The first decision a company needs to make, then, is where to start. The decision will depend on where the company is in its own history and where its products are in their life cycles.
A company also will need to acquire a thorough understanding of how it currently gathers and manages information. For example, are there centralized or decentralized points of control? Where is the information held, and who maintains it? Sometimes a company decides to acquire a RIM system without even considering who will be using it and who will be updating it, yet those are the most important criteria to operating such a system: knowing who the users will be, what their needs and goals might be, and who is going to keep the data current.

At the start of a company’s RIM project, the biggest challenge involves moving into a single, central repository all of the information that exists in databases and spreadsheets and solutions across the enterprise and then using the same terminology for the same data. Another challenge is that, because RIM needs to be implemented as an internal project, a life sciences company typically lacks the standards that are available for, say, managing submissions. Moreover, as yet, too few comprehensive RIM solutions have been implemented in the industry for best practices to have evolved. Nor is it possible to produce a one-size-fits-all RIM solution, since the needs of a widely dispersed company will differ significantly from those of a geographically compact company or from those of a virtual company. The reality is that each company has its own way of viewing RIM and therefore its own needs: Some might take a project management approach, others might come at the requirement from a pharmacovigilance perspective, and still others might consider it a means of improving registration tracking.

The Broader The Scope, The Bigger The Impact
Regulatory information management can touch every aspect of a company’s business, from product management (keeping track of which products are available where, the current licensing status, whether safety update reports are due and so on) to submission management (e.g. where the company’s products are registered, any actions that are due and when, and the status of agency correspondence).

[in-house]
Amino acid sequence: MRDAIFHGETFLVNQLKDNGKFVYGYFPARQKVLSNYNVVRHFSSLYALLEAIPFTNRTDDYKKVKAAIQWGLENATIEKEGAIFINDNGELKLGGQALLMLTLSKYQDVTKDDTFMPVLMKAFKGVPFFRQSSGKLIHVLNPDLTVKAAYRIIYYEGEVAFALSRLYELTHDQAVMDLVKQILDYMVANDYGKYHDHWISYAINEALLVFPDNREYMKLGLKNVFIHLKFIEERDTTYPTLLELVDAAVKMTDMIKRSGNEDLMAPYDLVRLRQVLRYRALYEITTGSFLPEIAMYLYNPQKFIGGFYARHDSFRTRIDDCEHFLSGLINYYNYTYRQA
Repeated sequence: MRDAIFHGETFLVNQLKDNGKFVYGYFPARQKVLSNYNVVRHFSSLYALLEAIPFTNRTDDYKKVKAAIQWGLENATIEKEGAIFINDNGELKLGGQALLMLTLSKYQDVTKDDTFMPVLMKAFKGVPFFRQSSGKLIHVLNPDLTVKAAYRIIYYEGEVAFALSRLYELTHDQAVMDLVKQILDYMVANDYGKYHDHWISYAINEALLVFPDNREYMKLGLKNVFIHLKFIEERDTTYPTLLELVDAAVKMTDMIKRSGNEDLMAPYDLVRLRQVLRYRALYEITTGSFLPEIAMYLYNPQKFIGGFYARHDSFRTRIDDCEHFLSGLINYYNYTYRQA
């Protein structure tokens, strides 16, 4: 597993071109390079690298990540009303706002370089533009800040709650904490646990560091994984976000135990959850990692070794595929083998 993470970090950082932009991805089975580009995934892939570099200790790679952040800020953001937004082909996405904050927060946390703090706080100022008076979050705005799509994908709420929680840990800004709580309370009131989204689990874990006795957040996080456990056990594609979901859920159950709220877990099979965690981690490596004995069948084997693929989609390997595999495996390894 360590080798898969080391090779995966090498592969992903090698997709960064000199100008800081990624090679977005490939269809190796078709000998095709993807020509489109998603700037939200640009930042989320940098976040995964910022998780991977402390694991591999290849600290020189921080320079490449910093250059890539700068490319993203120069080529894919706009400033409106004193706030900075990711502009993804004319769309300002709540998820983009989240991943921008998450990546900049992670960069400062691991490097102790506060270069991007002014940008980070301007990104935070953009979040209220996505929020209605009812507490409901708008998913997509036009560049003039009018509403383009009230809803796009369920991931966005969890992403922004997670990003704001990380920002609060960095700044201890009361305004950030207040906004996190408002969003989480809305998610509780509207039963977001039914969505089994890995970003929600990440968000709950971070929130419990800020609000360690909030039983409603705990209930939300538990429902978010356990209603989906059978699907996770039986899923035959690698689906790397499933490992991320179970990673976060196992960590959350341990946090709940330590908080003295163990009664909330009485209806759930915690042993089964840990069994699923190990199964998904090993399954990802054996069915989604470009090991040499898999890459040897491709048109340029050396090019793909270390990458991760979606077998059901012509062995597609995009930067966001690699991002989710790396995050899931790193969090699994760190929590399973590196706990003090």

The opportunity to store information in a central repository — thanks to the development of virtual private networks and the cloud — leads to further efficiencies by facilitating remote data access and collaboration. This, in turn, makes RIM more tangible for dispersed organizations.

As these broader benefits become better understood and appreciated, companies will find themselves better able to effectively manage their pipelines around the globe for commercial gain, and the demand for, and the sophistication of, RIM solutions will continue to grow exponentially.

In time, the discipline of regulatory information management will only grow in importance, and tight integration between related systems will help increase the impact. By aligning submission authoring and publishing tools (e.g., electronic Common Technical Document systems) with RIM tracking tools, organizations will become able to move information more naturally between systems, turning raw data into decision-supporting knowledge. As ever, the devil is in the details, and the trick is to harness those details and make them pay.

About The Authors
Gillian King is head of global consulting, global professional services, CSC Life Sciences, and has more than a decade of regulatory experience in the life sciences industry.

Joel Finkle is senior strategist, regulatory informatics, CSC Life Sciences, and a member of the Health Level Seven International Regulated Clinical Research Information Management working group dedicated to development of Regulated Product Submission standards.